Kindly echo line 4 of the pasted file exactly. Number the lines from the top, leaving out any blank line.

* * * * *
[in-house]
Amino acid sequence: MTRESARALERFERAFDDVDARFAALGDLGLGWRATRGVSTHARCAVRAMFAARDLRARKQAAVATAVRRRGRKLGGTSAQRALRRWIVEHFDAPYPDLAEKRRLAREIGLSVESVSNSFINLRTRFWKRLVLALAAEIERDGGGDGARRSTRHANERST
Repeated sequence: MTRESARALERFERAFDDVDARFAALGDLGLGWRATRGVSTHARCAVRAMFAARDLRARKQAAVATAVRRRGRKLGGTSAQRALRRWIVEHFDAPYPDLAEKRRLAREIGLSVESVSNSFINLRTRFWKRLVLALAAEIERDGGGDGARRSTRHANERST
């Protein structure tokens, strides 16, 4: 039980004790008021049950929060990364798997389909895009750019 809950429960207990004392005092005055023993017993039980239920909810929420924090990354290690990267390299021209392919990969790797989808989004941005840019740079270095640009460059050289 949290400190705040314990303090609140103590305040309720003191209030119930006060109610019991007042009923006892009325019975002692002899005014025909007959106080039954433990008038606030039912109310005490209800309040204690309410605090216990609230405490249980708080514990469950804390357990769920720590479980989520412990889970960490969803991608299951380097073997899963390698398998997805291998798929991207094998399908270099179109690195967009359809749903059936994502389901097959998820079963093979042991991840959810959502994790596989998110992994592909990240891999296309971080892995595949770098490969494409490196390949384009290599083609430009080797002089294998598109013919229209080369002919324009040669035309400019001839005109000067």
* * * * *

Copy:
């Protein structure tokens, strides 16, 4: 039980004790008021049950929060990364798997389909895009750019 809950429960207990004392005092005055023993017993039980239920909810929420924090990354290690990267390299021209392919990969790797989808989004941005840019740079270095640009460059050289 949290400190705040314990303090609140103590305040309720003191209030119930006060109610019991007042009923006892009325019975002692002899005014025909007959106080039954433990008038606030039912109310005490209800309040204690309410605090216990609230405490249980708080514990469950804390357990769920720590479980989520412990889970960490969803991608299951380097073997899963390698398998997805291998798929991207094998399908270099179109690195967009359809749903059936994502389901097959998820079963093979042991991840959810959502994790596989998110992994592909990240891999296309971080892995595949770098490969494409490196390949384009290599083609430009080797002089294998598109013919229209080369002919324009040669035309400019001839005109000067």